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“It is much more important to know what sort of a patient has a disease than what sort of a disease a patient has.” - Sir William Osler

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    Thursday, July 29, 2010
    Portrait of Dysfunction

    There's an age-old debate: Is medicine an art or is it a science? It is, of course, both. The science without the art is research; the art without the science, faith healing. I can state one thing for certain, and that is whoever takes the practice of medicine halfway seriously will be forever changed by it. The Hippocratic Oath, one of the most moving and inspiring pieces of writing ever, makes this clear. I am not the person I would have been had I not become a physician. Left to my own devices, I believe I would have turned out to be the isolated mad scientist type. The blessing of my profession is that it forces me to confront, observe and understand humanity on a daily basis. I have learned from this and (I hope) have become a better person, though I undoubtedly have a long way to go.

    To be a good doctor, you have to do two things: Listen and observe. It is amazing how much you can learn from body language and from watching family dynamics. I was reminded of this basic fact this week in the split second of observation that came when I walked into an exam room to see an elderly patient.

    Every primary care doctor deals with gerontology (medical care of the elderly) though most of us are not necessarily specialists in this area. In case you were wondering, gerontology is now its own specialty and requires board certification. This fuels my belief that medicine is being fractured into smaller and more senseless specialties every day, but we can go into that some other time. (Just to give you an amusing side story here... many years ago my father, a family practitioner, took the gerontology boards when this first became a recognized specialty, hoping to get grandfathered in. He did not pass. With smoke emanating from his ears, he declared this was because "the only answer they want is 'Don't give them medication'! That's bullshit!" Shortly afterwards my grandmother's doctor, a boarded gerontologist, lost his license for drug abuse. My father's response: "Can you find out what drugs he was taking? Because maybe if I take them I can pass.")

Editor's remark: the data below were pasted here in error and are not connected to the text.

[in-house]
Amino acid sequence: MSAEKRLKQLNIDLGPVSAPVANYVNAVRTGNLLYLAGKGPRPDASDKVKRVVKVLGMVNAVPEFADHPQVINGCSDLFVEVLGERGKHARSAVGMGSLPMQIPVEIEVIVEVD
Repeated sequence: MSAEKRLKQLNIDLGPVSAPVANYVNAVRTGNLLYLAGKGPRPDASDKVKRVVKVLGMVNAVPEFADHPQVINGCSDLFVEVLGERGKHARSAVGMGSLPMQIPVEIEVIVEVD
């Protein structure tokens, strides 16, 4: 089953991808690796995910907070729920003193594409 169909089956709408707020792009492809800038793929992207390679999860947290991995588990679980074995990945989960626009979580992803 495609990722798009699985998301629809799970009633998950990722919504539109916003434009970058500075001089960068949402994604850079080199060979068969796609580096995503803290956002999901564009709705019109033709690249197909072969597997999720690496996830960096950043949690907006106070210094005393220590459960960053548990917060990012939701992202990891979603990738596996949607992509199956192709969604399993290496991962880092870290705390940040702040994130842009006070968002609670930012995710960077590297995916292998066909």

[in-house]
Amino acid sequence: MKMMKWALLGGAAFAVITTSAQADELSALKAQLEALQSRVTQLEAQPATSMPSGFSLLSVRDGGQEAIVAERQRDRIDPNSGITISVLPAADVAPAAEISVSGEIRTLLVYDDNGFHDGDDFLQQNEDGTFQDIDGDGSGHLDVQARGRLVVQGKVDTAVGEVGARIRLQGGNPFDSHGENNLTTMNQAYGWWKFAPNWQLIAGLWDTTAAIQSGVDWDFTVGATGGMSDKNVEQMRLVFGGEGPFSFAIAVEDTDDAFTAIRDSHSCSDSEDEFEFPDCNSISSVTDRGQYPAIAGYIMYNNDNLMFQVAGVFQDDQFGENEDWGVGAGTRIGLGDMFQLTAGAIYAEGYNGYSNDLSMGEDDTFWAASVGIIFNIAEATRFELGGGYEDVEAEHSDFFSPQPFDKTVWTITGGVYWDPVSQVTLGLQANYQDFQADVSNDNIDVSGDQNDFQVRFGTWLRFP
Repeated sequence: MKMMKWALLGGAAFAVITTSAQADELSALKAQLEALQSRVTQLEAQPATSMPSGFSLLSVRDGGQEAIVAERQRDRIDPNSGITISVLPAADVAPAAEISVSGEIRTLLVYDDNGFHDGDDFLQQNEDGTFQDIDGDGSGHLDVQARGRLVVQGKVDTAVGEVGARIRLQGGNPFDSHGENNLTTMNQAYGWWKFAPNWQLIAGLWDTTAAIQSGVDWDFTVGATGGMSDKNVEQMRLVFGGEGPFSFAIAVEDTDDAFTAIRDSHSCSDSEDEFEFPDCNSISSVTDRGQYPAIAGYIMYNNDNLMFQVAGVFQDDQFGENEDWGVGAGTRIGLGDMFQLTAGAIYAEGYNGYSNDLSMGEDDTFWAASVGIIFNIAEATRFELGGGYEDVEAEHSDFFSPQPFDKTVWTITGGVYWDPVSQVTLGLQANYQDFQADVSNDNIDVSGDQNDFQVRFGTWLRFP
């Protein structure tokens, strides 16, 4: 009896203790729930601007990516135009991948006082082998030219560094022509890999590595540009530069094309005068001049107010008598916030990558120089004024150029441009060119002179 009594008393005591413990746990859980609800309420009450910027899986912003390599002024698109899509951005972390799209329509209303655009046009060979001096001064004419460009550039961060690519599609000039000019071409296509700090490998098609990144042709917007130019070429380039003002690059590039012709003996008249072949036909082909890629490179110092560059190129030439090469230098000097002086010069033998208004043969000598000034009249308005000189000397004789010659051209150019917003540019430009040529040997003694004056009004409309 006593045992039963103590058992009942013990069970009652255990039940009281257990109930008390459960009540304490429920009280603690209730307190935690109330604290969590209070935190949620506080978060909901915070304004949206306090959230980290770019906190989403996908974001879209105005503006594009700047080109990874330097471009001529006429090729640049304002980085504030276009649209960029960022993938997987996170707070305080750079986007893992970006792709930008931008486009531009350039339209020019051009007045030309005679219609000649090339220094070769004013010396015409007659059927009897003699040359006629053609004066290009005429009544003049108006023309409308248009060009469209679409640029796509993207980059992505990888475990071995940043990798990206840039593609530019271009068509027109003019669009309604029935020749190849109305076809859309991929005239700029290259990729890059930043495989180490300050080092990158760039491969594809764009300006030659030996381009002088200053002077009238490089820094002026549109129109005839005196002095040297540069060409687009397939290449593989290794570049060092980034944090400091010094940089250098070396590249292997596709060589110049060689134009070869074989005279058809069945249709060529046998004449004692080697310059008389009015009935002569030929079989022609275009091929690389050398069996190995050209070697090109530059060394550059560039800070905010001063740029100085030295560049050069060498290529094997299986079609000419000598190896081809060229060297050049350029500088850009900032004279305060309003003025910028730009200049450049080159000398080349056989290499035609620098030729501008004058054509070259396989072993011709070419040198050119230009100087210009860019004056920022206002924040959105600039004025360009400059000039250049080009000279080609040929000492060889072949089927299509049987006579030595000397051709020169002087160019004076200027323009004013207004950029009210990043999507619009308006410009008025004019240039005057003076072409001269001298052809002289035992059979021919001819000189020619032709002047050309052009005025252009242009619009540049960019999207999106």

Though I am not a gerontologist I certainly see my share of the elderly. One of the saddest things I see with aging patients is the conflict which so often develops between elderly patients and their concerned children/nieces and nephews/neighbors. Frightened aging people, feeling their autonomy slipping away, will defend it with everything they have. This holds true even for the most minor details of their lives. It's as though they are going through the Terrible Twos all over again, and for a similar reason. It's all about control.

    To come to the point: this week I saw a longtime patient of mine with her daughter. The patient's health has been worsening for a long time and she is not the most compliant patient. The daughter often gets frustrated with her. As I opened the door to the exam room, what I saw was the patient clutching her cane and staring straight ahead while the daughter, arms wrapped tightly around her chest, stared angrily out the window.

    Sometimes that's all you need to see.




    Just so she doesn't start whacking anyone with that cane. I wish my grandma would start bossing everyone around sometimes. Being too docile and going along with what everyone else wants doesn't work so great, either :\

    By Blogger Pisser, at August 3, 2010 at 2:28:00 AM PDT  

    That's so true. Medicine has lots of specialties nowadays. However it may get a bit confusing cause there's a very thin line between the cases handled.

    Freelance MD

    By Blogger DustyDancer, at January 22, 2011 at 8:30:00 AM PST  

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